Principles underlying use of social studies in the elementary school; practical demonstration of desirable methods. SS ED 430W Teaching Social Studies in the Elementary Grades (3) Social studies transforms the social sciences and humanities to promote civic competence (National Council for the Social Studies, 2002). In this course, teacher candidates learn to coordinate and conceptualize the richness of anthropology, economics, geography, history, civics, and sociology for elementary classroom pedagogy. Candidates become familiar with various instructional strategies that support social studies. Candidates gain an understanding of the information, concepts, theories, analytical approaches, and different perspectives--including global and multicultural perspectives--that are important to teaching social studies. Candidates also learn how to assess social studies learning in a variety of ways.This course stresses technology, content integration, social science competence, differentiated instruction, multicultural/global knowledge, teaching social historical inquiry, and constructing democratic learning communities. Teacher candidates learn how to apply the State Learning Frameworks and National Standards in their classroom instruction. At the conclusion of the course, candidates have a good understanding of elementary social studies and are able to develop and demonstrate powerful social studies curricula.Being a “W” course, SS ED 430 incorporates both formal and informal writing into in-class and graded assignments to encourage teacher candidates to develop as critical thinkers and productive writers. This writing includes an essay describing one’s own experiences as a social studies learner, reading responses, the creation of a unit of instruction, and several lesson plans that describe significant activities. These writing tasks are meant to professionalize the communication skills required to effectively teach social studies as well as to effectively communicate with parents, educators, and administrators. SS ED 430W is a part of a block of courses in a PSU teacher education program that is unified by a basic set of principles and a field experience component.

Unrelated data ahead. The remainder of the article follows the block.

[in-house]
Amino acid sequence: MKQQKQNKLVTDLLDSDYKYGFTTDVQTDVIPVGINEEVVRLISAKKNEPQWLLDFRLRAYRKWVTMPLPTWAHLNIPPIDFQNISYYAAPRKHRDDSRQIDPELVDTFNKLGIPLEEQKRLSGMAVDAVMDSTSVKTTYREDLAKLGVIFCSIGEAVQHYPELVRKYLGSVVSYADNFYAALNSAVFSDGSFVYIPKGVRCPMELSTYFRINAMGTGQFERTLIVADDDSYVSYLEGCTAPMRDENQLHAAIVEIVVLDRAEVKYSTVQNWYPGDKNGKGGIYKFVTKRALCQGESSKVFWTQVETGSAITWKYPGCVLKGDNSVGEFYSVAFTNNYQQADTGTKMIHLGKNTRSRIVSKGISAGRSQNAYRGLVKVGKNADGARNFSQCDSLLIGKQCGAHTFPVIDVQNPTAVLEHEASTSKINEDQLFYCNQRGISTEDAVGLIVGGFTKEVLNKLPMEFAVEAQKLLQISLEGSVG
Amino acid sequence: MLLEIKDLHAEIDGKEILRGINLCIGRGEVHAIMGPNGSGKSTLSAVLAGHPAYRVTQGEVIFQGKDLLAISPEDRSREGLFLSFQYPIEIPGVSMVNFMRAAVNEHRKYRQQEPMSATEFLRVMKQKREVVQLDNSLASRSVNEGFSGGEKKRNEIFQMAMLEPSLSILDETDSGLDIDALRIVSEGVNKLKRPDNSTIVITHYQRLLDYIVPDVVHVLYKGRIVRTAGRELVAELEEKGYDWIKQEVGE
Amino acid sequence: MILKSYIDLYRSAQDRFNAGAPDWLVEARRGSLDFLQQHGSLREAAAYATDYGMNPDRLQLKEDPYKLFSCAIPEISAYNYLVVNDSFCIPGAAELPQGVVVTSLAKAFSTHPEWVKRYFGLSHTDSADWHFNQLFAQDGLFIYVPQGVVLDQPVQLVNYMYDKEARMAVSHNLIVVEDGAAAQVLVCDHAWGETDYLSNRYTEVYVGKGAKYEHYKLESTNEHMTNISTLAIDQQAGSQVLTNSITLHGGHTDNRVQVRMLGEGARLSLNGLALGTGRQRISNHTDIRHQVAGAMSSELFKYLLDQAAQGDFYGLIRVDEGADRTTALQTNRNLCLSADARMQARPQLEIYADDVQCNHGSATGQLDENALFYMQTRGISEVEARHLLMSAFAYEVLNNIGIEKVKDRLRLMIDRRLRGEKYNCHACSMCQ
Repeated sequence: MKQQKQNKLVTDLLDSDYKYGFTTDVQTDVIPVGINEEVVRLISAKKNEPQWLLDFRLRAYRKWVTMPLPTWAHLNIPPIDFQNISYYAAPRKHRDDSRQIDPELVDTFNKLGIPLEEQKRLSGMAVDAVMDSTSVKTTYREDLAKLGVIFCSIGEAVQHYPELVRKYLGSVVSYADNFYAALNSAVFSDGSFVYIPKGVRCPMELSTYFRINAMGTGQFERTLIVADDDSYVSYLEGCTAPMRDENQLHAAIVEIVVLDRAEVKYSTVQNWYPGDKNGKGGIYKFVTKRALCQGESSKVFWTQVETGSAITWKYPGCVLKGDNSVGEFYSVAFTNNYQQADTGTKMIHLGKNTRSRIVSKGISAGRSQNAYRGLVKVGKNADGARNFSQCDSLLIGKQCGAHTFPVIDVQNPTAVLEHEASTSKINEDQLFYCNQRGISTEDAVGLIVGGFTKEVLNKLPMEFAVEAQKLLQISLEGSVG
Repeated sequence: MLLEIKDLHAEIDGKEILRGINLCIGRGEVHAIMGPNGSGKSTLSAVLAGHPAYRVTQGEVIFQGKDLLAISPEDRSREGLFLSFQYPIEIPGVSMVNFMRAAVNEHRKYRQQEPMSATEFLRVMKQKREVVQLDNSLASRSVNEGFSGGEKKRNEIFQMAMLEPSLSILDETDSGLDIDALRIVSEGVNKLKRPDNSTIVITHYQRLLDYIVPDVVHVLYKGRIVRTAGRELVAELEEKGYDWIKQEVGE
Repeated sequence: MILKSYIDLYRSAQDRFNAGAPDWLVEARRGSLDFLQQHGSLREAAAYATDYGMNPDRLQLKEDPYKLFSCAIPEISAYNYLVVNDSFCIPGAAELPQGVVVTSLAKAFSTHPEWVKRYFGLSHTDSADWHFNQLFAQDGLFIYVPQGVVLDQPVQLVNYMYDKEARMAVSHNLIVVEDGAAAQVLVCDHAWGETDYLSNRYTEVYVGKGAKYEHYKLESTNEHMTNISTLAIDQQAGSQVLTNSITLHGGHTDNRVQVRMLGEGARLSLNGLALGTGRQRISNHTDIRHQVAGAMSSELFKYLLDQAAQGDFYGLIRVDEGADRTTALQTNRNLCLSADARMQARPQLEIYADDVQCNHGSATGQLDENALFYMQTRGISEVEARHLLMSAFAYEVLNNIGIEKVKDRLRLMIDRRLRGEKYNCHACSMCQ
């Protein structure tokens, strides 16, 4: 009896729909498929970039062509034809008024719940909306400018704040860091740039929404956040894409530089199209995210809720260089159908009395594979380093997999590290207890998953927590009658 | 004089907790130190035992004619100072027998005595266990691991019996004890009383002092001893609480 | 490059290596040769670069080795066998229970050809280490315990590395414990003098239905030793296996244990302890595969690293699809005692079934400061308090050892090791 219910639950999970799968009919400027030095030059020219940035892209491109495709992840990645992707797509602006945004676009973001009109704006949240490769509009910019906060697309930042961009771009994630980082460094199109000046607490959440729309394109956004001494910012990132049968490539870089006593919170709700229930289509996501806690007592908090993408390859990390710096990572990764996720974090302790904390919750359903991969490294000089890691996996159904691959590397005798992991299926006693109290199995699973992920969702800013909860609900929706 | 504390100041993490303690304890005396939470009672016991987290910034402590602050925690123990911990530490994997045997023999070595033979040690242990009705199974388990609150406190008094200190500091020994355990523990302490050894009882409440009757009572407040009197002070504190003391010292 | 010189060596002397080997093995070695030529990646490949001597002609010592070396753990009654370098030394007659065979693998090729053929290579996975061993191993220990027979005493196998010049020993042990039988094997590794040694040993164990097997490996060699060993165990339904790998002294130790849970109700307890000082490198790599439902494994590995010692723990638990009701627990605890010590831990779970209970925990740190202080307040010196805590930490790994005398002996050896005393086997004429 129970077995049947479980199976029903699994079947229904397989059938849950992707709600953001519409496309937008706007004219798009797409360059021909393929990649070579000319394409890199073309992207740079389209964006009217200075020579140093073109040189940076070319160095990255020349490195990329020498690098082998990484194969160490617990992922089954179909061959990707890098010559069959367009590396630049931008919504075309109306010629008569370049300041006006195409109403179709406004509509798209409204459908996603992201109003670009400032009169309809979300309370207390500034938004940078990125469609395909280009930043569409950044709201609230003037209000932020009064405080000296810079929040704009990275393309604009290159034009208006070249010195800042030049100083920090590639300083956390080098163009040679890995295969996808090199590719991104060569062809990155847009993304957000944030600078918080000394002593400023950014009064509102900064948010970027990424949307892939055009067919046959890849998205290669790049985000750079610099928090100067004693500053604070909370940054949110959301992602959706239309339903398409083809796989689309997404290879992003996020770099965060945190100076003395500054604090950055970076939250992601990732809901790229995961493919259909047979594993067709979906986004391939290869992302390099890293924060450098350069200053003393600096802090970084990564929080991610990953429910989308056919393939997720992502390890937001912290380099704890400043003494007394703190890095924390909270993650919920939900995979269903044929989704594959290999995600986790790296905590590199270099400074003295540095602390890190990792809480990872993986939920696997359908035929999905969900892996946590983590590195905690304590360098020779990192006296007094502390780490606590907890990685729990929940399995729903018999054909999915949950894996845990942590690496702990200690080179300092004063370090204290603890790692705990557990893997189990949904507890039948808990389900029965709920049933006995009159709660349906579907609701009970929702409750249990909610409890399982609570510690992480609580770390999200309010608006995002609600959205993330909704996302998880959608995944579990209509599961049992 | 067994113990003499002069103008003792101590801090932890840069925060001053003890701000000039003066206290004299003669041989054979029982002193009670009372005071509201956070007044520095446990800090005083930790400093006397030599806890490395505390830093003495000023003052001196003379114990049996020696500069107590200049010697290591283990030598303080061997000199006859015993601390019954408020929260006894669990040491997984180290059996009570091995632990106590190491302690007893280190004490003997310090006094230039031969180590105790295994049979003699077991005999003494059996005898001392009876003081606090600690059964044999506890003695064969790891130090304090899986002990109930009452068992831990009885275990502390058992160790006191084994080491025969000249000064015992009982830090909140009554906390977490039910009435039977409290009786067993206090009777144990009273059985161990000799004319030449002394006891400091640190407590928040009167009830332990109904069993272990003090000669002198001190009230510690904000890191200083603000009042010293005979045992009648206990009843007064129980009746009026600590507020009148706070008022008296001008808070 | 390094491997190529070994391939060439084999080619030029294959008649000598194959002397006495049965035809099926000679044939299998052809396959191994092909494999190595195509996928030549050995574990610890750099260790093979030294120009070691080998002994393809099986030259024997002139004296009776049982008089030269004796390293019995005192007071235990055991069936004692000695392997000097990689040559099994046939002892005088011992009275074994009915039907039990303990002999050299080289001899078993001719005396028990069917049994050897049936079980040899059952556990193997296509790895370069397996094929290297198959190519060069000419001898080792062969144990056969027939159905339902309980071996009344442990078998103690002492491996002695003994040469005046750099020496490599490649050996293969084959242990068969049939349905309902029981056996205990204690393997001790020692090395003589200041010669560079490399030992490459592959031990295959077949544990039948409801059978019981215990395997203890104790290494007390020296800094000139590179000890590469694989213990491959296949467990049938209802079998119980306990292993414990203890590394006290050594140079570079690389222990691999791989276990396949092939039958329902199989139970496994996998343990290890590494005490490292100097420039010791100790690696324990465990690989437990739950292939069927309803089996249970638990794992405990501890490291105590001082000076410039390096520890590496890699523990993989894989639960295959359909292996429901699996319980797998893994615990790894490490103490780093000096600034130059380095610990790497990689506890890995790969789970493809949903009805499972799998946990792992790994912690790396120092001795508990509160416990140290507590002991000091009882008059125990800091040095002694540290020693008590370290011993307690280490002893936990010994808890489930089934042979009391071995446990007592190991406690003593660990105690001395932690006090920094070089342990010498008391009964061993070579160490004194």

Prerequisite: LL ED400 , LL ED401 , LL ED402 , nine credits in history and the social sciences; Concurrent: C I 495AOR C I 495B ; MTHED420 , SCIED458
Writing Across the Curriculum
Concentration on particular issues, trends, and developments in the social studies.
Prerequisite: Instructional I certificate and teaching experience
Creative projects, including research and design, which are supervised on an individual basis and which fall outside the scope of formal courses.
Formal courses given infrequently to explore, in depth, a comparatively narrow subject which may be topical or of special interest.